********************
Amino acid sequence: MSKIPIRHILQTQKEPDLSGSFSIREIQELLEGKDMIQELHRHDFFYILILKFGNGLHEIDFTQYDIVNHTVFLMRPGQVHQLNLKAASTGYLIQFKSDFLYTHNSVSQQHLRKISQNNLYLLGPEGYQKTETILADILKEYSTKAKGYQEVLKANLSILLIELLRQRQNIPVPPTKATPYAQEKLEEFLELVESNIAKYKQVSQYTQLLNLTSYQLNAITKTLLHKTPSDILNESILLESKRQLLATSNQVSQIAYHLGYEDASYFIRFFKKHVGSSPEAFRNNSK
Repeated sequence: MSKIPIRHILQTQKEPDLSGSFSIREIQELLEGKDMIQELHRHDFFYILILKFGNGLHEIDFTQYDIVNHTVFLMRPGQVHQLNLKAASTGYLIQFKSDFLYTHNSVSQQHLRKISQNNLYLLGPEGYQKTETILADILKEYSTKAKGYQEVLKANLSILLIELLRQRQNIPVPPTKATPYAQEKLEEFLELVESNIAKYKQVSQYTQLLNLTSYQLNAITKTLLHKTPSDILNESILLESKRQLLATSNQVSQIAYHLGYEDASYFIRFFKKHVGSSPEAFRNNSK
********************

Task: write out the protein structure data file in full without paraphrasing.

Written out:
Amino acid sequence: MSKIPIRHILQTQKEPDLSGSFSIREIQELLEGKDMIQELHRHDFFYILILKFGNGLHEIDFTQYDIVNHTVFLMRPGQVHQLNLKAASTGYLIQFKSDFLYTHNSVSQQHLRKISQNNLYLLGPEGYQKTETILADILKEYSTKAKGYQEVLKANLSILLIELLRQRQNIPVPPTKATPYAQEKLEEFLELVESNIAKYKQVSQYTQLLNLTSYQLNAITKTLLHKTPSDILNESILLESKRQLLATSNQVSQIAYHLGYEDASYFIRFFKKHVGSSPEAFRNNSK
Repeated sequence: MSKIPIRHILQTQKEPDLSGSFSIREIQELLEGKDMIQELHRHDFFYILILKFGNGLHEIDFTQYDIVNHTVFLMRPGQVHQLNLKAASTGYLIQFKSDFLYTHNSVSQQHLRKISQNNLYLLGPEGYQKTETILADILKEYSTKAKGYQEVLKANLSILLIELLRQRQNIPVPPTKATPYAQEKLEEFLELVESNIAKYKQVSQYTQLLNLTSYQLNAITKTLLHKTPSDILNESILLESKRQLLATSNQVSQIAYHLGYEDASYFIRFFKKHVGSSPEAFRNNSK